Firstly, let us accept the EFF, despite its unsustainable and often poorly thought through solutions for the land question, by default leads the public conversation on land. Herein is both a blessing and a curse. Perhaps the blessing is the EFF is aesthetically sincerer on the land debate than the ANC in this epoch ever will be. The curse is perhaps what Malema says may resonate and sound good in a rally, unfortunately, the land question does not take place in a vacuum but against the backdrop of a constitutional democracy.


Malema, who tabled the motion, is his usual self – useful loud on threats but empty on strategy and implementation. Saying we will take the land back naturally evokes great emotions, it allows the landless masses of South Africa to dream again, yet it is as old as the slogan Mayibuye iAfrika. In the end, this ultimately translates to pure rhetoric – it simply just doesn’t work like that if we going to accept the constitutional reality of South Africa


The land debate is made a joke because the ANC leadership under Ramaphosa consciously has reduced it to a clever political game of events, so-called processes of engagement that from the start is orchestrated to have the desired outcome not to tamper with the constitution. The constitution of South Africa is erroneously associated with the personality of Ramaphosa.


It is the conviction of the opposition that South Africa must be led by a coalition of parties. The ANC appears to have fallen for this conviction. You will recall that the motion on land back in March, as proposed by the EFF and slightly amended by the ANC, was passed with a 241-83. While this was a decisive adoption we must not forget that a significant number of 30+ on the ANC ticket either was absent or didn’t vote on the day.

Unfortunately, today it appears there are two ANC’s. There is the ANC that carries the ideals of the masses, mandated to deliver on what the masses agreed. Yet, there is also an ANC whose singular interest is to satisfy a promising investment community, a community in which they are all well vested.  Is it time to concede the ANC at this point in history is not interested in returning any land to the masses any time soon.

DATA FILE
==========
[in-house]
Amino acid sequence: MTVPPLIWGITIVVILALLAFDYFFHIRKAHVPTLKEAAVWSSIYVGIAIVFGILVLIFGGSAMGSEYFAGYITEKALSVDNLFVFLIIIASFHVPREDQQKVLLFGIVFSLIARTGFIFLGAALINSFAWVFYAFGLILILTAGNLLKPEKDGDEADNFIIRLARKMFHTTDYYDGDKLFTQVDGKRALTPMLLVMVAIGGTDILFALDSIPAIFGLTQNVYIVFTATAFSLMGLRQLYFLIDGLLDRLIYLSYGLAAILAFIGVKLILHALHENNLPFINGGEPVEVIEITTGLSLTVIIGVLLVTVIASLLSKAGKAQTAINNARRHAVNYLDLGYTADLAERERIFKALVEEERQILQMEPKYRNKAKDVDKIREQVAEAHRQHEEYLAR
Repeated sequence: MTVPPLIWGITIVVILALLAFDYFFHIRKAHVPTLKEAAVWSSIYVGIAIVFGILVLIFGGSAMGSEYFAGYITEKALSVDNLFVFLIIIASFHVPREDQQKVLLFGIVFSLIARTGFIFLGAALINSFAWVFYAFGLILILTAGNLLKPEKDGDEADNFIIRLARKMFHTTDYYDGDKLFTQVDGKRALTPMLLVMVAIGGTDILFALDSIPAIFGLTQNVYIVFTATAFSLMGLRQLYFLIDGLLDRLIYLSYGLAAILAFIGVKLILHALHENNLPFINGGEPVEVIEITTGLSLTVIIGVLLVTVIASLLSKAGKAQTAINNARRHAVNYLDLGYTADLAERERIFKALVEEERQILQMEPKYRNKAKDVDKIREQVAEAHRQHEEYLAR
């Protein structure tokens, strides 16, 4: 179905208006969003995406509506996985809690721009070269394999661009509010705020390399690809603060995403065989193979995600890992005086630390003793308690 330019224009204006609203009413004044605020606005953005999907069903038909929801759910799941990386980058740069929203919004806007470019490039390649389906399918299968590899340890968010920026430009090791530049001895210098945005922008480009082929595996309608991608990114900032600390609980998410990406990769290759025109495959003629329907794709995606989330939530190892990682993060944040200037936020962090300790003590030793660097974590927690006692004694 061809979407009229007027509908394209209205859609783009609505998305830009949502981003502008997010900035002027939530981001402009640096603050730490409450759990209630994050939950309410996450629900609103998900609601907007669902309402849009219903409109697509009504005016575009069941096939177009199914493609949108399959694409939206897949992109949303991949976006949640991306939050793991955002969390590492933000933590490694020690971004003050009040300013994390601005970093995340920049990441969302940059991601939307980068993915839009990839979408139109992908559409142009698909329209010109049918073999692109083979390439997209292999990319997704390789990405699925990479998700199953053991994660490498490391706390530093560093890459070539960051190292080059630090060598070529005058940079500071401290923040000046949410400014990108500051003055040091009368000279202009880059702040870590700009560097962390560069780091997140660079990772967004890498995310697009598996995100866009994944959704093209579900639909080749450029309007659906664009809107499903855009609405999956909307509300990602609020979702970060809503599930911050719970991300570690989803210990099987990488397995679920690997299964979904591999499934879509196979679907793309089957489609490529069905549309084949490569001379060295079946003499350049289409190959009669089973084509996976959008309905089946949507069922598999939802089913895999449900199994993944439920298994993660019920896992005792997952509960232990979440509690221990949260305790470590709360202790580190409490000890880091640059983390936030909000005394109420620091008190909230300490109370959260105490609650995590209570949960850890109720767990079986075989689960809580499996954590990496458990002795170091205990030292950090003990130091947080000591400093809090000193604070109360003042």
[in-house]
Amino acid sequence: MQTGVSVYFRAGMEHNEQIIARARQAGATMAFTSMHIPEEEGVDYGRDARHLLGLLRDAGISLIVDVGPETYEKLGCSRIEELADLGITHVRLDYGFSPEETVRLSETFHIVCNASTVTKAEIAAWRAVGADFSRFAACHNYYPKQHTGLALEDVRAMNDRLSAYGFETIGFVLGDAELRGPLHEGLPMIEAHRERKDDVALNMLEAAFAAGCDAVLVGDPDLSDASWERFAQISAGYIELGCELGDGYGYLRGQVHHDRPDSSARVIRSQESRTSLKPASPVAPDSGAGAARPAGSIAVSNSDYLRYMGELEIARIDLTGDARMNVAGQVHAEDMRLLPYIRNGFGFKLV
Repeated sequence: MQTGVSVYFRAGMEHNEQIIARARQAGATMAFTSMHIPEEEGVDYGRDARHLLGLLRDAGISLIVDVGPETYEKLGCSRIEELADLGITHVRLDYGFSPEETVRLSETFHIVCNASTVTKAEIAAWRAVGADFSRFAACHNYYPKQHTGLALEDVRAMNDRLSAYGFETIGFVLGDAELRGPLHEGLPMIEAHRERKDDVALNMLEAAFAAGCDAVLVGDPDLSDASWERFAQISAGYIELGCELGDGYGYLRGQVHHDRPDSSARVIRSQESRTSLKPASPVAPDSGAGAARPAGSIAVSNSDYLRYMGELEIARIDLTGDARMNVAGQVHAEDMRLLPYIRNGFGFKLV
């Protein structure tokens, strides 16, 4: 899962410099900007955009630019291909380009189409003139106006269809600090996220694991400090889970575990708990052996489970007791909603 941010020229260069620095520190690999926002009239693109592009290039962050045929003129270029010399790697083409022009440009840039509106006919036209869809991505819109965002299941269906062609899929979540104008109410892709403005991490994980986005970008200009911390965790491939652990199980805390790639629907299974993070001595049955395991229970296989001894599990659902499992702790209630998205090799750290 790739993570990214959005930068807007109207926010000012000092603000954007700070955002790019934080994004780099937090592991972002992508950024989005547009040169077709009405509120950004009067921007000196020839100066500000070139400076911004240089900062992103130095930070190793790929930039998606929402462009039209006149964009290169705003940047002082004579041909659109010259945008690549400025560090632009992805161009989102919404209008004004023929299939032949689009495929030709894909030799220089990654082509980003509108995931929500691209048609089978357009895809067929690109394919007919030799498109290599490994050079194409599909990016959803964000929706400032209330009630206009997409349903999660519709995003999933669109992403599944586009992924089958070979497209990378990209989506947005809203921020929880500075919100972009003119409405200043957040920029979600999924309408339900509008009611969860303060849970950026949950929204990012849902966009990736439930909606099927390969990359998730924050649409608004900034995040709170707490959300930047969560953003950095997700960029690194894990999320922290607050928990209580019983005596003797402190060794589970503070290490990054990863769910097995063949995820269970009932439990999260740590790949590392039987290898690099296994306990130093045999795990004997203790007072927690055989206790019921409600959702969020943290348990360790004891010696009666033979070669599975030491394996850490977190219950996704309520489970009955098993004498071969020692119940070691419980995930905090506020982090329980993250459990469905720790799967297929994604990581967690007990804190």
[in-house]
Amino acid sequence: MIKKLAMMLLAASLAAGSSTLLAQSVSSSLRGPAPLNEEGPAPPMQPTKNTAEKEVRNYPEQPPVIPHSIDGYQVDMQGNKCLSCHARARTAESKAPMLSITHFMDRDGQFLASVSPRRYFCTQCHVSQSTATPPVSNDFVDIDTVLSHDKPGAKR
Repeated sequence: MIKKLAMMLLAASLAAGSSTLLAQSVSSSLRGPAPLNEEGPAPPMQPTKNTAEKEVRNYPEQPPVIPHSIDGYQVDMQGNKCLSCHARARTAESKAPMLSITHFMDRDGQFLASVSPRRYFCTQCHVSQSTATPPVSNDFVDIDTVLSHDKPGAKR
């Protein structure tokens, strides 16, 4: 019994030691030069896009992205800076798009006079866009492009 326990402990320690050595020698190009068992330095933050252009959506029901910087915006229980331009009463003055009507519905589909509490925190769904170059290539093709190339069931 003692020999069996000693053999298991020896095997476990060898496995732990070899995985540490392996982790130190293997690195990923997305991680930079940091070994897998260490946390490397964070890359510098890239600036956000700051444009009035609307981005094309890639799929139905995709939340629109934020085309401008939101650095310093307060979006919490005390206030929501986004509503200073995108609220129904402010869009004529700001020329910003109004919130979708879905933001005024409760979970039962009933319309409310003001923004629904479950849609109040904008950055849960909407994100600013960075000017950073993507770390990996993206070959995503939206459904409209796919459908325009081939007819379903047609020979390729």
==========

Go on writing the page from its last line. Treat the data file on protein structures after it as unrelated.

On the other hand, you have the majority of opposition parties led by the Democratic Alliance who are at pains to ensure white interest and its confirmed dominance of land ownership as a normalised constitutional defensible reality. They work today as custodians in defence of a constitution that is apparently under threat again. To this end, they will campaign and mobilise, even blackmail and accuse, to ensure an amendment of the constitution is not attained. We saw how COPE’s leader Mosioua Lekota was reduced to public crying in defence of white land ownership.


While this unfolds we have the Khoisan people in a multiplicity of expressions, who are yet to have their identities in a democratic state recognised as a 21st-century identity, in all sorts of tumults as they share their own confusing ideas of land as theirs exclusively.  When I as a Khoisan ask my kin, what land they are referring to they stumble in explanation. At the same time, you have traditional leadership structures however defined who are simply not ready to cease their cultural control and grip over land.  Then we have the Mr Gatvols who hardly represent the people with their racist and short-sighted comments filling the canvas of a land debate.

Perhaps the lack of clear and unequivocal consistent leadership on the most fundamental question in democracy, namely the land question, confirms another agenda. That agenda is to take SA to a coalition government in 2019 as an orchestrated plan.


Recently, the results of a Constitutional Review of Section 25 amendment comments were published.  We are told 229857 people submitted comments, therefore participated in this exercise. Of those who participated, 129549 apparently commented against the review while 100308 commented in favour of the review. We can’t but conclude that these may constitute the typical games being played that make the land question a buffoonery.